The Chai for every occasion for everyone but not for the tea plantation worker


  • The boy meets the girl – over a cup of chai
  • Delegates talk business – over a cup of chai
  • Enemies become friends – over a cup of chai
  • Important personal decisions are made – over a cup of chai
  • Two strangers become friends – over a cup of chai

Chai or the Tea is part of our social fabric. The day starts with the chai and sometimes ends with the chai. Of course different people prefer different flavors of chai. Ranging from the masala chai, ginger chai, assam chai, darjeeling chai, cardamom chai or simply the black tea – there is a wide variety of chai catering to every individual’s personal choice and taste.

It also is available everywhere from the street corner to the bus stops to the train stations to the coffee day’s to the five star hotels to the mid air flights to the cruise chips and depending on where you have it, the price of the tea varies.

But what doesn’t vary is how much money do the people producing these tea leaves i.e. the tea plantation workers. It’s as low as Rs 95 in Assam to Rs 216.53 in Kerala. As per the official government data

“The tea plantation workers are paid wages as per the negotiated agreement reached through a process of collective bargaining between the producer associations and workers unions. The current wages being paid (Rs./day) in the major four tea growing states as per the said agreements are as under: ” and part of the wages is paid in kind by food and grains (on paper)
  • Assam: 95
  • West Bengal: 95
  • Tamil Nadu: 209.27
  • Kerala: 216.53

teaworker

picture credit: wikipedia

So how many plantation workers are there in the country?

The Tea Plantation workers constitute a major portion of the Plantation workforce in the country. The Tea Industry provides direct employment to approximately 11.22 lakhs workers. In addition, about 12.25 lakhs workers are engaged in Coffee, Rubber and Cardamom (small & large) Plantations.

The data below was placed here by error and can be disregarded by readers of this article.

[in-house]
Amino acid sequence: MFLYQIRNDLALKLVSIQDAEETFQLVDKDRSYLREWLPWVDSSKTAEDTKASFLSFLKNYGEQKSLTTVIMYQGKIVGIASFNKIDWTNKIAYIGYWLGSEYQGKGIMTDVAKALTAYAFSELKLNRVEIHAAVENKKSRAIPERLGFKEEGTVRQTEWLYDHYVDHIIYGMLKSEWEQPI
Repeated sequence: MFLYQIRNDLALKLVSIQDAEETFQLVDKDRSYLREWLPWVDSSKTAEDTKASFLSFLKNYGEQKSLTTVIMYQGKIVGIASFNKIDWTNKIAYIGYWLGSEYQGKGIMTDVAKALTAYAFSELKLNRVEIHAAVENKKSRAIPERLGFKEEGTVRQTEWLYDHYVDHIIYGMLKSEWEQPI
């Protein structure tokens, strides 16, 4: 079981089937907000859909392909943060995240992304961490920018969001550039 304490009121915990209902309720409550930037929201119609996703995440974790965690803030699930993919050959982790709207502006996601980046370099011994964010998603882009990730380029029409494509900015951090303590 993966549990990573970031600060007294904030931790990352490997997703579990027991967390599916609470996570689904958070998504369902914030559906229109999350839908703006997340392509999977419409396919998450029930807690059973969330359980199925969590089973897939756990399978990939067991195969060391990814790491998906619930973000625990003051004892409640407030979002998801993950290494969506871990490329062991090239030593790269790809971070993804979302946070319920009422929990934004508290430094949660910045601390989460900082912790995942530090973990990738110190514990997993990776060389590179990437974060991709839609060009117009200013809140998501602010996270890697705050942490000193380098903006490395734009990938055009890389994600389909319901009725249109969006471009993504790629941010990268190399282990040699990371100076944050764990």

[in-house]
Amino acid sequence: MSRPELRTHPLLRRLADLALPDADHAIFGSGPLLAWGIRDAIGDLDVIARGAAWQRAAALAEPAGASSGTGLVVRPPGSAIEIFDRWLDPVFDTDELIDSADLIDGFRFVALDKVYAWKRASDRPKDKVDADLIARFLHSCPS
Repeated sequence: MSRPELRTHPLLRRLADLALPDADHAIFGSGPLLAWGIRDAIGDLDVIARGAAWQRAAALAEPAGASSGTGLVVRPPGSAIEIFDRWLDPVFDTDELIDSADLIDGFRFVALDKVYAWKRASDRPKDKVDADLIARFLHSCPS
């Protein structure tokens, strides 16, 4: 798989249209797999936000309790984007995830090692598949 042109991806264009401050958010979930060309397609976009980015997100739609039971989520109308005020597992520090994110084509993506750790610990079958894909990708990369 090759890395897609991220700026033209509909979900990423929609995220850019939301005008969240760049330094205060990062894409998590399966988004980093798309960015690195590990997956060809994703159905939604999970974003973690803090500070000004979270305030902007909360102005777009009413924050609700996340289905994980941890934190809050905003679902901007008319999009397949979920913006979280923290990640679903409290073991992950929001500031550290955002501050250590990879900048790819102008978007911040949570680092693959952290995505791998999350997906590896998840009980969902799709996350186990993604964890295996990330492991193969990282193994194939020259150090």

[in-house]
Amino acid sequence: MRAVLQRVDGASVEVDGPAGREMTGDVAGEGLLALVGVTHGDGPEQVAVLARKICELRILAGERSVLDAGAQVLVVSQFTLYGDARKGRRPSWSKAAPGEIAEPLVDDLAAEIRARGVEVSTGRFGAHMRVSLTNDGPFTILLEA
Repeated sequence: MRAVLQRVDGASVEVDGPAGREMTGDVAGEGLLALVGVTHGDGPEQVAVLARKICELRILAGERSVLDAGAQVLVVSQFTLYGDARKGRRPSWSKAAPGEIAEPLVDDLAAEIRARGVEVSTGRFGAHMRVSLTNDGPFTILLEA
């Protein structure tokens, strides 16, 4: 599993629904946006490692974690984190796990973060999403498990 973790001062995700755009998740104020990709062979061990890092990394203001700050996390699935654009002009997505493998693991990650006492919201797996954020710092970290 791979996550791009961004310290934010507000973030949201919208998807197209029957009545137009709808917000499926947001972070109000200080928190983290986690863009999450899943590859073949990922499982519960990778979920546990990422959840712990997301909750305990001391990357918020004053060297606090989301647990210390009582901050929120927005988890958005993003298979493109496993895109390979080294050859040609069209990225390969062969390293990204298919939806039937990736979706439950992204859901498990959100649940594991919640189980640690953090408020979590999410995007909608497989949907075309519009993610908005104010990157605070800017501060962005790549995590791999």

The Plantation Labour Act, 1951 provides far regulation of the working conditions and welfare of workers in the Tea Plantations. The Tea Act, 1953 provides for management of various aspects of tea sector including management or control of tea undertakings or tea unfits. In addition to the two Acts, other industrial and social security legislations are also applicable to the Tea garden workers.
The act further mandates the tea estates to
  • provide basic welfare services and amenities e.g. housing, medical, primary education, water supply, sanitation etc. to the tea workers
  • subsidized food grains, fuelwood and electricity is provided to workers under separate tripartite agreement entered into between industry, workers unions and the State Government
  • the Tea Board provides additional support under Human Resource Development Scheme (HRD) for improving health and hygiene of workers, education of wards of workers and imparting training to improve skills of growers/ workers

A wage that’s amicably agreed between the producer and the plantation worker and the living conditions mandated by an act that was established in 1953 (with amendments in 2010), looks all good on paper. However, there have been reports and incidents of plantation workers dying out of starvation and due to malnutrition. But the government doesn’t think so.

During the Loksabha question hour in 2008, responding to a question on whether the government has received any data on the hunger deaths in tea plantations, the then minister responded “The Government is not aware of the deaths which have occurred in the tea gardens due to starvation” 

The same question was asked in July 2014 and got the same response. 

In the meanwhile, the tea exports have been on the decline, some tea plantations in the country have been shut down, big players in the tea industry have been pulling out, the prices for Indian tea in the global market have been declining – all indicating that while there is the Chai for everyone for every occasion for everyones needs, there is hardly anyone listening about the plantation workers basic needs.

To be continued …

Source:

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